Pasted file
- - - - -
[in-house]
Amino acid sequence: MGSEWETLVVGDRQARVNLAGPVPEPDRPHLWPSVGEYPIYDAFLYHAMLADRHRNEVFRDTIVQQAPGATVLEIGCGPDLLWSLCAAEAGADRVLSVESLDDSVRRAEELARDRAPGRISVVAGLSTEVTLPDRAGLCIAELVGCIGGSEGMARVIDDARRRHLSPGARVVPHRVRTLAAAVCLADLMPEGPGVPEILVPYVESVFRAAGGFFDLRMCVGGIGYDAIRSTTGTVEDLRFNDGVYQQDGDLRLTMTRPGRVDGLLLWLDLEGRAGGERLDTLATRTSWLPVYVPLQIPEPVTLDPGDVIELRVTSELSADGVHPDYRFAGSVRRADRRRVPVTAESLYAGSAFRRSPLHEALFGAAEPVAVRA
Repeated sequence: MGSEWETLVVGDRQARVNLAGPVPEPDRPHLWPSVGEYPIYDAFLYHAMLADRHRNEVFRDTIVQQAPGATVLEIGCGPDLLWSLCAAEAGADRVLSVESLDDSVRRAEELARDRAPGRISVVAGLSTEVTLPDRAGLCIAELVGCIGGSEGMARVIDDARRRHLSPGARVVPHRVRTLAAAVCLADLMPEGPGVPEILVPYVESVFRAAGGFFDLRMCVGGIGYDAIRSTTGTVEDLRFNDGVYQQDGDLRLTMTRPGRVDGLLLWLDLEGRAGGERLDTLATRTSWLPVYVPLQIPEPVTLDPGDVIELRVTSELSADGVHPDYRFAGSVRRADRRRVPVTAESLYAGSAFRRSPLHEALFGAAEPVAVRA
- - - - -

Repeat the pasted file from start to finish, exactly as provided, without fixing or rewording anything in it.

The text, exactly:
[in-house]
Amino acid sequence: MGSEWETLVVGDRQARVNLAGPVPEPDRPHLWPSVGEYPIYDAFLYHAMLADRHRNEVFRDTIVQQAPGATVLEIGCGPDLLWSLCAAEAGADRVLSVESLDDSVRRAEELARDRAPGRISVVAGLSTEVTLPDRAGLCIAELVGCIGGSEGMARVIDDARRRHLSPGARVVPHRVRTLAAAVCLADLMPEGPGVPEILVPYVESVFRAAGGFFDLRMCVGGIGYDAIRSTTGTVEDLRFNDGVYQQDGDLRLTMTRPGRVDGLLLWLDLEGRAGGERLDTLATRTSWLPVYVPLQIPEPVTLDPGDVIELRVTSELSADGVHPDYRFAGSVRRADRRRVPVTAESLYAGSAFRRSPLHEALFGAAEPVAVRA
Repeated sequence: MGSEWETLVVGDRQARVNLAGPVPEPDRPHLWPSVGEYPIYDAFLYHAMLADRHRNEVFRDTIVQQAPGATVLEIGCGPDLLWSLCAAEAGADRVLSVESLDDSVRRAEELARDRAPGRISVVAGLSTEVTLPDRAGLCIAELVGCIGGSEGMARVIDDARRRHLSPGARVVPHRVRTLAAAVCLADLMPEGPGVPEILVPYVESVFRAAGGFFDLRMCVGGIGYDAIRSTTGTVEDLRFNDGVYQQDGDLRLTMTRPGRVDGLLLWLDLEGRAGGERLDTLATRTSWLPVYVPLQIPEPVTLDPGDVIELRVTSELSADGVHPDYRFAGSVRRADRRRVPVTAESLYAGSAFRRSPLHEALFGAAEPVAVRA